Q&A with George Siy, President and CEO of Marie France Philippines on Marketing Strategy

Q1: What were the more successful tools or techniques you employed that drove customers to Marie France?

Advertising is our mainstay and is a major driver for new trials. We closely monitor the statistics of responses versus the type of ads, here and internationally, and adjust to local trends, and often try to develop a trend. A successful ad slogan or approach or image drives new customers, and a string of successes builds the brand. So visual image and concise powerful slogans are a customer driver. Satisfaction with the service, and reminders of occasions to look good, keep old clients.

We maintain an image that makes it possible for the client to be proud to say she goes to Marie France, which we develop continually as a status symbol. The higher end of the Philippine clientele feels that this is the aspirational clinic to go to. Sister company “Facial Care Center” projects the same way, keeping clients within the family. The security in the brand and standards of behavior allow natural endorsement to daughters and sons and husbands.

A “reverse word of mouth” is exceptionally effective… that is, for example, when a client experiences the surprised notice of their friends of a reduced overhang of the arm or sides which has bothered them for years. We have specialty treatments that can evoke this from friends. Our main product is actually more “body sculpting” than weight loss, although the latter is also part of it and the more widely understood. Once experienced, the client understands what the treatments are about.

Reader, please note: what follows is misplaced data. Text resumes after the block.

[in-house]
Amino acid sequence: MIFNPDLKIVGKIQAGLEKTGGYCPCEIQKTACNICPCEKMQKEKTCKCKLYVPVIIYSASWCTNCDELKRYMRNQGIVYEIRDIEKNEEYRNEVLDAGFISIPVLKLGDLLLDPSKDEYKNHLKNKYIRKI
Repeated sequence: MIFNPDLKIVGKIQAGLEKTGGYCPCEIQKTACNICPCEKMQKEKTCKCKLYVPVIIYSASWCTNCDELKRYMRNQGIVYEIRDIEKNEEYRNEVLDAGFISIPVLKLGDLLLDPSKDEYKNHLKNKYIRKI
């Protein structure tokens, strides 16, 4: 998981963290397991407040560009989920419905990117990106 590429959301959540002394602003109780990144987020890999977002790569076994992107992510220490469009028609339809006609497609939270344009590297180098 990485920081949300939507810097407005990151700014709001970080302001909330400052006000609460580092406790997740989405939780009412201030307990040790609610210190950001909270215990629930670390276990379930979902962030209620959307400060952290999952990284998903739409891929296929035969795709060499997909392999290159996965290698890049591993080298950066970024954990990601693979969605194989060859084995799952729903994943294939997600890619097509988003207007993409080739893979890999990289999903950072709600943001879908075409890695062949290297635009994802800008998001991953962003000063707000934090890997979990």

Q2: What are some of the trends in your industry and how do you stay current to know what women want?

The treatment and service trends tend to follow what technologies (e.g. lasers, computer aids, measuring systems) are developed abroad. The distribution and advertising modes can be local developments. We travel a lot and visit competition and related industries, read up on [relevant] literature and join conventions and exhibitions. There are also formal sessions and social activities where we listen to cross-sections of customers and operators.

Q3. Do you get most customers from lifetime membership or from those who join for a limited period? How do you balance these two segments for profit?

A limited period for us is a few months since we don’t sell individual treatments, only programs. If customers drop out, because of locational or personal reasons or some occasional technical issue, they usually will come back when they are ready and sometimes when we have adjusted something. This is because our value proposition is aimed at those who want the best technologies and training, often better that the international clinics, at a fraction of the cost. Because of this positioning there are large markets we cannot serve, at least for this current brand. Most of our customers tend to stay with us for a long time, and pass on their family members to us, likely for the rest of their years, but not based on a membership system, although this may be studies.

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